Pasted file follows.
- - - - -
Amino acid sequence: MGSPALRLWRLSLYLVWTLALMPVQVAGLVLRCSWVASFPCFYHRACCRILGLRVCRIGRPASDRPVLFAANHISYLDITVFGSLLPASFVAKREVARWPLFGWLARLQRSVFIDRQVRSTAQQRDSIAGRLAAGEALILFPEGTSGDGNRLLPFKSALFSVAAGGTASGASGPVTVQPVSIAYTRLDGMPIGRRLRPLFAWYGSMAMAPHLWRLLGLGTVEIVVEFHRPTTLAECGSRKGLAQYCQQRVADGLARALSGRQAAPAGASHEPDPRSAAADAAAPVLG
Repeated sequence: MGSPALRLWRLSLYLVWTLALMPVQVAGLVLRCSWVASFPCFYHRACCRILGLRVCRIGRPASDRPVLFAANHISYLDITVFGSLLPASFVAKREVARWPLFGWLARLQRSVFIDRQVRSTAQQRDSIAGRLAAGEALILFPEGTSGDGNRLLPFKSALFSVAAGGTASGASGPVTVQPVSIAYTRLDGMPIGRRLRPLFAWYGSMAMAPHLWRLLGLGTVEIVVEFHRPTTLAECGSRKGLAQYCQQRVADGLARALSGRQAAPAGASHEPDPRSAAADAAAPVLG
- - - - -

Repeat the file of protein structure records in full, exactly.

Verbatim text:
Amino acid sequence: MGSPALRLWRLSLYLVWTLALMPVQVAGLVLRCSWVASFPCFYHRACCRILGLRVCRIGRPASDRPVLFAANHISYLDITVFGSLLPASFVAKREVARWPLFGWLARLQRSVFIDRQVRSTAQQRDSIAGRLAAGEALILFPEGTSGDGNRLLPFKSALFSVAAGGTASGASGPVTVQPVSIAYTRLDGMPIGRRLRPLFAWYGSMAMAPHLWRLLGLGTVEIVVEFHRPTTLAECGSRKGLAQYCQQRVADGLARALSGRQAAPAGASHEPDPRSAAADAAAPVLG
Repeated sequence: MGSPALRLWRLSLYLVWTLALMPVQVAGLVLRCSWVASFPCFYHRACCRILGLRVCRIGRPASDRPVLFAANHISYLDITVFGSLLPASFVAKREVARWPLFGWLARLQRSVFIDRQVRSTAQQRDSIAGRLAAGEALILFPEGTSGDGNRLLPFKSALFSVAAGGTASGASGPVTVQPVSIAYTRLDGMPIGRRLRPLFAWYGSMAMAPHLWRLLGLGTVEIVVEFHRPTTLAECGSRKGLAQYCQQRVADGLARALSGRQAAPAGASHEPDPRSAAADAAAPVLG